If You're Not at the Table, You're on the Menu!!!

What does this mean? Like it or not the antis communicate their thoughts and opinions to the Department of Fish and Wildlife, Fish & Game Commission, and elected officials at every possible opportunity. They have full-time employees whose jobs are to convince the decision makers to limit or take away your hunting privileges. We are fooling ourselves if we think that just complaining to each other will save hunting. We need to get off the menu and take a seat at the table - so here is what you can do for a start. On Wednesday, January 15th the Wildlife Resources Committee of the Fish & Game Commission will be holding a meeting which is open to the public. They are looking for your comments on the management of wildlife in California and you can be sure the antis will be there. One of the main topics at this meeting will be the reform of predator management policies/regulations. The antis are pushing to stop coyote hunting. We have lost the management of mountain lions and with the stopping of hound hunting for bears another management tool has been lost. The meeting takes place on January 15, 2014, from 12:30 p.m. to 4:00 p.m. at Van Nuys State Office Bldg. Auditorium, 6150 Van Nuys Blvd., Van Nuys, CA. Please attend and be professional in your comments. It's your State so fight for proper wildlife management. Here is the agenda:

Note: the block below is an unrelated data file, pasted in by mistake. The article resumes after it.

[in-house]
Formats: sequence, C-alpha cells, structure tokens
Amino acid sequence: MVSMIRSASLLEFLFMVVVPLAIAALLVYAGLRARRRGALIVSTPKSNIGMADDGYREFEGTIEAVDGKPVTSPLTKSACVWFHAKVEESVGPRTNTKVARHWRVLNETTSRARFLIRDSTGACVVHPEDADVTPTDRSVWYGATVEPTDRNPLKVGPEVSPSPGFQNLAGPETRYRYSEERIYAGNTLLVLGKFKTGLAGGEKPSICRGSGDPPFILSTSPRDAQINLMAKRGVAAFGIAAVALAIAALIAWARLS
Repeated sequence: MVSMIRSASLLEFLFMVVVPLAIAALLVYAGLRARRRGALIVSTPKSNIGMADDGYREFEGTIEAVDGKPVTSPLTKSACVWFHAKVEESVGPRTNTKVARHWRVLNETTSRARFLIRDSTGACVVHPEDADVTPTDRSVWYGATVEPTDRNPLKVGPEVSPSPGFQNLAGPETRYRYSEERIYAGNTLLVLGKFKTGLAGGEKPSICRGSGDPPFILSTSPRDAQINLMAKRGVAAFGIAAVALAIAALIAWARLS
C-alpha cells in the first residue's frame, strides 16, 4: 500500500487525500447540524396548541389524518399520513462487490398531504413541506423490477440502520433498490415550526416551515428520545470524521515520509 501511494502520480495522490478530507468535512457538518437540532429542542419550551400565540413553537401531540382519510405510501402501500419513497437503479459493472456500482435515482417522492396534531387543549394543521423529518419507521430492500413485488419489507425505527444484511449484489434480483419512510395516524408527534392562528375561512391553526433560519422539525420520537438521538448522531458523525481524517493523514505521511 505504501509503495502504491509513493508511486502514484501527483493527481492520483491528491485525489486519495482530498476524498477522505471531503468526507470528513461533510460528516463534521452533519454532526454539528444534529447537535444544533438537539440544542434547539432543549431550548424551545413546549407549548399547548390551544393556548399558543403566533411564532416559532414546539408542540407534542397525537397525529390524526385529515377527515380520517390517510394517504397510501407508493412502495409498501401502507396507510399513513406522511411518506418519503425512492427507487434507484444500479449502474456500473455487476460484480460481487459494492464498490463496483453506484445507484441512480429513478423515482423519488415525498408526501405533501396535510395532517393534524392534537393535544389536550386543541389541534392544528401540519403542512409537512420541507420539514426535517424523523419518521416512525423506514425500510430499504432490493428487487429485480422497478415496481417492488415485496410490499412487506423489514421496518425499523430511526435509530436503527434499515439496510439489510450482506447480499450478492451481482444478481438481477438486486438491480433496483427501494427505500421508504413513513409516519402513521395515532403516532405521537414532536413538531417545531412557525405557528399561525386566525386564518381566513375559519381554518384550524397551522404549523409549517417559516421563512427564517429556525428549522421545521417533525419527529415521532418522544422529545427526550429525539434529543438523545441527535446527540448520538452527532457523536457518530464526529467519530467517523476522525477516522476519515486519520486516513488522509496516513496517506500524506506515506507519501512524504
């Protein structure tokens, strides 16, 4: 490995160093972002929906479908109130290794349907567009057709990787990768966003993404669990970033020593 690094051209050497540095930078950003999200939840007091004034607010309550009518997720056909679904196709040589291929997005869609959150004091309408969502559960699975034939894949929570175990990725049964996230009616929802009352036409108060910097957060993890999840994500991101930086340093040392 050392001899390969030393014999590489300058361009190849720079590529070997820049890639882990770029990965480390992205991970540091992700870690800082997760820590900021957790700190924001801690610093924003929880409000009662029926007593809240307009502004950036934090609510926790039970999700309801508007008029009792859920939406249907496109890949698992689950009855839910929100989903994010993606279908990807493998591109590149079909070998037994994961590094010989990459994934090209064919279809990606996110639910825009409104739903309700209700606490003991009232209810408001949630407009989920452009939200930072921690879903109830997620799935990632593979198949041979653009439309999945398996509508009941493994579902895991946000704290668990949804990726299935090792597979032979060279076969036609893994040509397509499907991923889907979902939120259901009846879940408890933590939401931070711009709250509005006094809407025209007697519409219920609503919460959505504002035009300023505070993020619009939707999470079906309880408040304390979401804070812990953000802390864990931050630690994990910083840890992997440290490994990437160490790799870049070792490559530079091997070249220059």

To see summary of recommendations from Predator Subcommittee go to this link:

Monday, January 6, 2014

Saturday Public Land Pig Hunt Recap

Big boar track on the trail gave us hope!
My legs are dog tired! I have hiked mile after mile in sand and up and down hills before, but Saturday my legs and feet took a beating. The funny thing is, I had a blast doing it! My buddy Chris and I were after wild pigs on public land and worked our tails off trying to catch up to them. Prior to meeting up with Chris, I packed up my Badlands 2200 with snacks and a gallon of water and prepared to do some hiking!

Fresh rooting that destroyed a huge plot of land.

Early Saturday morning I met up with Chris at a potential local spot to find him raring to go! He was as eager to hit the trail as I was. We no sooner got into the area and found rooting ALL OVER! I know pigs are destructive, but seeing the damage first hand is something else altogether. Our emotions were ramped up as we scanned the forest for signs of movement or dark shapes. We saw nothing, but we hiked on.

After hours of hiking and seeing no pigs, we ran into some fresh tracks, but they disappeared into an area we couldn't go. It was promising and disappointing at the same time. None the less, we kept on as I felt my boot rubbing the inside of my arch. My boots were rubbing because of the uneven terrain and I knew by the end of the day I'd be popping a blister.

More fresh tracks from some sows and piglets.

No idea what this pig was rooting for, but it was on a mission!

Sweat soaked layers of clothing and rumbles in our stomachs reminded us we needed to change tactics. First, we needed to shed clothing, but get something good to eat! At lunch, we hashed out a game plan to try two other areas. We opted for plan number two due to it being so late in the day.

There was rooting like this all over, so we know we are in the right spot!